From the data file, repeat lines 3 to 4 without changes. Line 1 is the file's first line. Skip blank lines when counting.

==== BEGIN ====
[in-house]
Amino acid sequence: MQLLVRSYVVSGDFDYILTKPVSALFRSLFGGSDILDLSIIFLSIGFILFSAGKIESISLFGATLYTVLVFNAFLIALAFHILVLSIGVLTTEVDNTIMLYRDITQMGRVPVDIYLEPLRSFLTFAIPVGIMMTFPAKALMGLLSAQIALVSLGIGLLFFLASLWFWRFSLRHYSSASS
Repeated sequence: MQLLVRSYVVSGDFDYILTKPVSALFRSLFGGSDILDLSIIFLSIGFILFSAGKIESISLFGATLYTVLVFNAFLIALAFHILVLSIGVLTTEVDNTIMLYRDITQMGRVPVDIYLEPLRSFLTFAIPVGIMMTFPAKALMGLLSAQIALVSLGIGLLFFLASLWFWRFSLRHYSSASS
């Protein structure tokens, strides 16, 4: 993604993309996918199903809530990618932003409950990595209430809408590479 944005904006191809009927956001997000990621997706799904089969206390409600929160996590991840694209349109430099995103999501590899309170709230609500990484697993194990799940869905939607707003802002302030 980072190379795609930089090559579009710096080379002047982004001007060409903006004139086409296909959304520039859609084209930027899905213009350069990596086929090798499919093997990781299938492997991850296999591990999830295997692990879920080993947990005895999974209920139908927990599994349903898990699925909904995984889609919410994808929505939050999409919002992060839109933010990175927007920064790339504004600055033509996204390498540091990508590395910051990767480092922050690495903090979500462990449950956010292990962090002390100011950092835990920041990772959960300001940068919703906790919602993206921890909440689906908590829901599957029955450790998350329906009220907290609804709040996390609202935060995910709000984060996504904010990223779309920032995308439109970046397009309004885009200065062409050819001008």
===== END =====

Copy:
Repeated sequence: MQLLVRSYVVSGDFDYILTKPVSALFRSLFGGSDILDLSIIFLSIGFILFSAGKIESISLFGATLYTVLVFNAFLIALAFHILVLSIGVLTTEVDNTIMLYRDITQMGRVPVDIYLEPLRSFLTFAIPVGIMMTFPAKALMGLLSAQIALVSLGIGLLFFLASLWFWRFSLRHYSSASS
């Protein structure tokens, strides 16, 4: 993604993309996918199903809530990618932003409950990595209430809408590479 944005904006191809009927956001997000990621997706799904089969206390409600929160996590991840694209349109430099995103999501590899309170709230609500990484697993194990799940869905939607707003802002302030 980072190379795609930089090559579009710096080379002047982004001007060409903006004139086409296909959304520039859609084209930027899905213009350069990596086929090798499919093997990781299938492997991850296999591990999830295997692990879920080993947990005895999974209920139908927990599994349903898990699925909904995984889609919410994808929505939050999409919002992060839109933010990175927007920064790339504004600055033509996204390498540091990508590395910051990767480092922050690495903090979500462990449950956010292990962090002390100011950092835990920041990772959960300001940068919703906790919602993206921890909440689906908590829901599957029955450790998350329906009220907290609804709040996390609202935060995910709000984060996504904010990223779309920032995308439109970046397009309004885009200065062409050819001008």